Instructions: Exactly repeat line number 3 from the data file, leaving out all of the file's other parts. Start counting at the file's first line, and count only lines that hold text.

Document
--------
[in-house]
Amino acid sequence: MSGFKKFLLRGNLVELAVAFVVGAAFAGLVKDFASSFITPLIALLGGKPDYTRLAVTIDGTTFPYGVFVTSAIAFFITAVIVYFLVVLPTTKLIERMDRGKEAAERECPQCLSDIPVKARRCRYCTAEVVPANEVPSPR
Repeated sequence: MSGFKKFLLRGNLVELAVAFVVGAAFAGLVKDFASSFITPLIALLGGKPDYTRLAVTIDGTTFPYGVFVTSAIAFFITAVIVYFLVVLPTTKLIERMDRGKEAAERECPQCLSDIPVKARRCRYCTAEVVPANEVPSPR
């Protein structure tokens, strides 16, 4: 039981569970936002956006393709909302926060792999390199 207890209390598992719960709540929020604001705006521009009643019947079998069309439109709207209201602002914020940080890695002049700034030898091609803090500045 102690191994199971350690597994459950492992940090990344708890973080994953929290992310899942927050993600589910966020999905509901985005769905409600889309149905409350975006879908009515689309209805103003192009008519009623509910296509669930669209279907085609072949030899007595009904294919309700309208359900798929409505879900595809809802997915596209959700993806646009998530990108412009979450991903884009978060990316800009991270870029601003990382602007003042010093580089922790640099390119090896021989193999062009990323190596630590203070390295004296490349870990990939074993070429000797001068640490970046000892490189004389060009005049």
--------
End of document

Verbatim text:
Repeated sequence: MSGFKKFLLRGNLVELAVAFVVGAAFAGLVKDFASSFITPLIALLGGKPDYTRLAVTIDGTTFPYGVFVTSAIAFFITAVIVYFLVVLPTTKLIERMDRGKEAAERECPQCLSDIPVKARRCRYCTAEVVPANEVPSPR